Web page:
First, have a look at the comment thread that follows this essay by "mere vegetarian, but nearly vegan" Victor Schonfeld, director of the groundbreaking movie The Animals Film. What a drubbing!
Then we have this badly reasoned brief against vegetarians. Law professor Sherry Colb writes--
Ovo-lacto vegetarianism is no better than nothing, because it causes as much death and possibly even more suffering than omnivorism, if one is consuming the same quantity of animal products but merely switching from including flesh to increasing dairy and eggs, as many lacto-ovo vegetarians do.On every level, this is out in left field. First, there's no reason to assume that vegetarians simply replace meat with greater quantities of dairy and eggs. The meat that used to be in my spaghetti sauce got replaced by vegetables, thank you very much. The beef that used to be in my red bean chile got replaced with...more beans. What makes me a vegetarian, not a vegan, is that there's still parmesan on top of the spaghetti, and possibly some shredded cheddar on top of the chile. But omnivores would have those toppings as well.
But let's suppose, contrary to fact, that vegetarians are replaceatarians. So where omnivores eat chicken for dinner, vegetarians eat omelets. Her claim that vegetarianism is no better than nothing would still be groundless. As I say in the comments over there, if you eat one chicken per week, you kill 52 in a year. On the other hand, laying hens live about a year and lay about one egg per day. So eating a daily egg for a year involves the suffering and death of two chickens: the layer plus the male chick killed at the outset. If you have 3 eggs a day, the cost is 6 chickens (Those approximations are backed up at this Humane Society fact page.) Replacing chicken with eggs would prevent the death and suffering of a large number of animals.
The vegetarian-bashers are followers and associates of Gary Francione who fancy themselves modern day abolitionists working to emancipate animals just as their forebears tried to abolish slavery. I wonder, though, what the anti-slavery abolitionists would think of their tactics.
19th century abolitionists were certainly not slave owners, just as vegans and vegetarians aren't likely to be hands-on killers of animals. The analog of diet-activism in the world of anti-slavery abolitionism is the strategy of a boycott. You could try to end the institution of slavery by not using slave produced goods and trying to encourage others to do the same. If slave produced products had no buyers, abolitionists may have argued, slavery would have to come to an end.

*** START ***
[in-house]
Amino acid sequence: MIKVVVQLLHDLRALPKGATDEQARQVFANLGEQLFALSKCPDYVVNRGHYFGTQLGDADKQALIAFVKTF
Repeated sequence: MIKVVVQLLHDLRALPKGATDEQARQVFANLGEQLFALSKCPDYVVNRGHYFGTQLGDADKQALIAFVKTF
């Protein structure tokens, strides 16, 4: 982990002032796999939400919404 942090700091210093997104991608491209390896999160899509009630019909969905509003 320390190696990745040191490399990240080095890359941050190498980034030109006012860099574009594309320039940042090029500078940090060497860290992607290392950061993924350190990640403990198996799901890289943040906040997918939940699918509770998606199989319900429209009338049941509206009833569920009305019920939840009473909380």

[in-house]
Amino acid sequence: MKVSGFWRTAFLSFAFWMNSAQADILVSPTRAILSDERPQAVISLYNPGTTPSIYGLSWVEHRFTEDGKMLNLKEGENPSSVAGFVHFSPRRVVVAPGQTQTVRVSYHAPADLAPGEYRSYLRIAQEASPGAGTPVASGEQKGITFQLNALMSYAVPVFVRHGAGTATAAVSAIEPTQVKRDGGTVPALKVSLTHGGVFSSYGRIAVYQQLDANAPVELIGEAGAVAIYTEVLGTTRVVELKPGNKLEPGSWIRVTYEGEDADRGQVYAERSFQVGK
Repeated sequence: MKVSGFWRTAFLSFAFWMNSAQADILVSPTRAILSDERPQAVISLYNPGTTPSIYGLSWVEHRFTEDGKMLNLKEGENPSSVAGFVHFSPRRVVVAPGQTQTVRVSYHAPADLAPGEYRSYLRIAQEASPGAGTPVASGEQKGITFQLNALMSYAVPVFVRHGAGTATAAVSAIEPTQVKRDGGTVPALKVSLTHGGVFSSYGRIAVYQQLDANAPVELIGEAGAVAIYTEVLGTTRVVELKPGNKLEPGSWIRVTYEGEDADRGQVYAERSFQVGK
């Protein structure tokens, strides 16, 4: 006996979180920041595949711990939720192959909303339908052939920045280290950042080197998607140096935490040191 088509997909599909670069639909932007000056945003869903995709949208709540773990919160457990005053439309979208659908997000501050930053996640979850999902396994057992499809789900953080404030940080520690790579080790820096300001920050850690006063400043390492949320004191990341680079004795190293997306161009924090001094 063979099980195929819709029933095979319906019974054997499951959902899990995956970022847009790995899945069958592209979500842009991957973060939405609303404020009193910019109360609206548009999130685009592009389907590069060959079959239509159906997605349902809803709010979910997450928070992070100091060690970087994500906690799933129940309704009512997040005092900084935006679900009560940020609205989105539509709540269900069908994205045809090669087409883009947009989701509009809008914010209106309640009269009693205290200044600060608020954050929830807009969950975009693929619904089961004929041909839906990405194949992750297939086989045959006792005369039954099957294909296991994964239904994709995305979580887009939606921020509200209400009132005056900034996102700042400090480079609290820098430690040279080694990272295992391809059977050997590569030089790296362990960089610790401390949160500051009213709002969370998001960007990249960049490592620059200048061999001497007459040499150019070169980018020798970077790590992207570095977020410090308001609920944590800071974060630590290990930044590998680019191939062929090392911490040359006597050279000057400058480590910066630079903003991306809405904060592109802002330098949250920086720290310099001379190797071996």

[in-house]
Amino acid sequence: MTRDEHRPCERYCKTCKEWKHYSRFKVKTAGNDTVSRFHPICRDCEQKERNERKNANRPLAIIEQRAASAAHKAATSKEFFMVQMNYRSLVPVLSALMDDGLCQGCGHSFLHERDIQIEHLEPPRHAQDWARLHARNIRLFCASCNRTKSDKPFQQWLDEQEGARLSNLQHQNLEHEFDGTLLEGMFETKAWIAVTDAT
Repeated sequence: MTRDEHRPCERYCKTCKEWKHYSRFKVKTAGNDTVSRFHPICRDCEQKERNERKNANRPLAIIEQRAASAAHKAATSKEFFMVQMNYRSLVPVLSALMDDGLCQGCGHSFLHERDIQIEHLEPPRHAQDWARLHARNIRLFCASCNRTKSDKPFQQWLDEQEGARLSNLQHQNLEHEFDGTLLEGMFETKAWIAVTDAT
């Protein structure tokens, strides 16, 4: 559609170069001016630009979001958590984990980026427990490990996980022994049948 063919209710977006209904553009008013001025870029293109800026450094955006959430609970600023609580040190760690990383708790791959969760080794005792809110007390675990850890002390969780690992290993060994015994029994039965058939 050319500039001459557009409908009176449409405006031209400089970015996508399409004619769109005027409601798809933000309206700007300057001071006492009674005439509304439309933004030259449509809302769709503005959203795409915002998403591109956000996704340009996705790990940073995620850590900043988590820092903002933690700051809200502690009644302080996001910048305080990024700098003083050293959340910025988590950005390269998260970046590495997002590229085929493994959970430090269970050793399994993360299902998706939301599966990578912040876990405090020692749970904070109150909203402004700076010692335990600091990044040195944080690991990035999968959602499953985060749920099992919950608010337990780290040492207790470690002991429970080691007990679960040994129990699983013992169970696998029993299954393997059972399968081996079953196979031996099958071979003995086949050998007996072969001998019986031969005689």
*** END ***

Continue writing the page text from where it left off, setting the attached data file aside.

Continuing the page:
I am reading a great book about slavery (Inhuman Bondage, by David Brion Davis) so perhaps I will soon know to what extent abolitionists were boycotters. But morally, maybe they should have. It's surely morally wrong to put slave produced sugar in your tea. Doing so makes you complicit in the horrendous things that took place on the Carribbean sugar plantations where most sugar was grown and refined. And don't say sugar was a necessity--of course not. Nor could abolitionists plead ignorance about which sugar was slave produced. All sugar was slave produced.
It's fair to say that sugar use would have been wrong, but did 19th century abolitionists give it up? And if so, did the most fastidious boycotters demand abstinence from others? Did the abstainers hold themselves up as the true leaders of the cause? Did they try to convince themselves that just drinking unsweetened tea, and not wearing cotton, etc., would put an end to the awfulness that was slavery?
Francione likes to say that vegetarians are like rapists on a diet ("I'll rape one woman today, instead of ten"). Did abolitionists accuse each other of being like rapists on a diet for still putting a little sugar in their tea?
Despite the wrongness of using slave produced sugar, abolitionists obviously would have been fools to spend their time monitoring the teaspoons full of sugar in each others' tea. Likewise, even if all use of animals for food is wrong, vegans should give up their crusade against vegetarians.
Take home question. What's the difference between putting slave-produced sugar in your tea and being a rapist? If we knew that, then we could explain the difference between putting milk in your tea and being a rapist. Your suggestions welcome.
More "defense of vegetarians" is here.
As you say, it is untrue that vegetarians consume the quantities of cheese and eggs that the typical meat eater does of meat.